Art

What Does the CIA Museum Collect?

“The Airman’s Bond” by Keith Woodcock, 2008.

It turns out that the CIA has its very own object and art museum for your online viewing pleasure. Although the collection is housed in CIA headquarters, making it closed to the public, work does appear to travel to other museums and can be viewed anytime online.

The brief history of the collection begins in 1972 when the executive director of the CIA William E. Colby first asked for a collection to commemorate the work of the CIA. Colby’s request was fully realized when the CIA headquarters added another building in the 1980s and created a curatorial position to grow the collection and document it.

Although as a child I was obsessed with some of the more James Bond–like CIA gadgets, the collection appears more politically motivated, moving outside of non-biased historical documentation. The museum itself says its role is to “Inform, Instruct, Inspire” [capitalization theirs]. But just what exactly are they instructing and inspiring us to do or think?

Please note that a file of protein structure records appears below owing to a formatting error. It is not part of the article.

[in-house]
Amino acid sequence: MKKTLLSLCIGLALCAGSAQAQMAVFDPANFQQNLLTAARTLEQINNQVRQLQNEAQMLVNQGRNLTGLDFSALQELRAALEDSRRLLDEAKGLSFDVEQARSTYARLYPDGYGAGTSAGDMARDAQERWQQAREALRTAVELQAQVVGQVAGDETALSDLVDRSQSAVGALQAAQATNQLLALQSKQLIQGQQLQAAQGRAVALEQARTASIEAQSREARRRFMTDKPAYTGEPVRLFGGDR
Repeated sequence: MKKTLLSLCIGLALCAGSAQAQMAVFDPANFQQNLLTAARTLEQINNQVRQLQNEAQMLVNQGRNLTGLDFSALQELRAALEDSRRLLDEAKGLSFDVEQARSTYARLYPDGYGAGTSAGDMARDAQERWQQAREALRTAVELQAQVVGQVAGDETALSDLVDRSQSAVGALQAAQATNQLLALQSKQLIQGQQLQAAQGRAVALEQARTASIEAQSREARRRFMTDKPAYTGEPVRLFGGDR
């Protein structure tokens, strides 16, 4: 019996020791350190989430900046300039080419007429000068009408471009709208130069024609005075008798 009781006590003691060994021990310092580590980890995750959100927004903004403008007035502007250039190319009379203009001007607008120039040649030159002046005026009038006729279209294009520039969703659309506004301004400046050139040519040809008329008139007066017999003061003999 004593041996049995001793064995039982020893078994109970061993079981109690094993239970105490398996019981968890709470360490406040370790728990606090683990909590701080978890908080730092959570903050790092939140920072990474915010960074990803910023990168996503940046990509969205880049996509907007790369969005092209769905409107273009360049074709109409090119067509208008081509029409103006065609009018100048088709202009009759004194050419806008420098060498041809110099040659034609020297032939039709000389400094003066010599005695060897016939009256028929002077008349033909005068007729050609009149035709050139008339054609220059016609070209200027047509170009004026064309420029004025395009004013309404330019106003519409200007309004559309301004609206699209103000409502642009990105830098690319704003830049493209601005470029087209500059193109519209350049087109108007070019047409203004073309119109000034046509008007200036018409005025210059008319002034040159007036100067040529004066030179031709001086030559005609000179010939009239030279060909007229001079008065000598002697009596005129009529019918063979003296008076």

An Afghani Saddle used by CIA members.

Looking over the 148 items on display, I had trouble finding one object or artwork that was overtly disturbing or even morally ambiguous. When considering the content of the collection, this lack of depth or representation of real violence is itself disturbing. The paintings of war scenes hold a serene quality, the objects chosen to represent horrific battles remain absent of their violent past. This collection is much more akin to propaganda than anything of real historical or artistic relevance. Of course, with YouTube working with Guggenheim, the New Museum controversy, and more, we must always consider that those individuals, corporations, foundations, or governments that fund museums and exhibitions often have something to gain, even if it is not direct.

The CIA Museum can be viewed by the public online. 

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